Managing Images

To manage image objects in Evas:

  • Limiting visibility

    Evas always supports the image file type it was compiled with. Check your software packager for the information and use the evas_object_image_extension_can_load_get() function.

    Create the image object. Set a source file on it, so that the object knows where to fetch the image data.

    Define how to fill the image object area with the given pixel data. You can use a sub-region of the original image, or have it tiled repeatedly on the image object.

    img = evas_object_image_add(canvas);
    evas_object_image_file_set(img, "path/to/img", NULL);
    evas_object_image_fill_set(img, 0, 0, w, h);
    

    If the entire source image is to be displayed on the image object, stretched to the destination size, use the evas_object_image_filled_set() function helper that you can use instead of the evas_object_image_fill_set() function:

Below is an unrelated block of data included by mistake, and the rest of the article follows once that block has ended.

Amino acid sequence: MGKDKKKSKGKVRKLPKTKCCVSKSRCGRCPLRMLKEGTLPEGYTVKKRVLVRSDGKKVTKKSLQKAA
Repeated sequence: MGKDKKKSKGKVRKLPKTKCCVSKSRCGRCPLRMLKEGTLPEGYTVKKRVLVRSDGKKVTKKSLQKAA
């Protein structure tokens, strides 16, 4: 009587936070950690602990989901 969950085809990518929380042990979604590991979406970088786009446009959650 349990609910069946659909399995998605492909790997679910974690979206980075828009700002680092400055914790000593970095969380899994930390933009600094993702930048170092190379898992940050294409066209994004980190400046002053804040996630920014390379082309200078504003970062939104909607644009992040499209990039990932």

evas_object_image_filled_set(img, EINA_TRUE);
    
  • Scaling images

    Resizing image objects scales the source images to the image object size, if the source images are set to fill the object area using the evas_object_image_filled_set() function.

    Control the aspect ratio of an image for different sizes with functions to load images scaled up or down in memory.

    Evas has a scale cache, which caches scaled versions of images used often. You can also have Evas rescale the images smoothly, however, that is computationally expensive.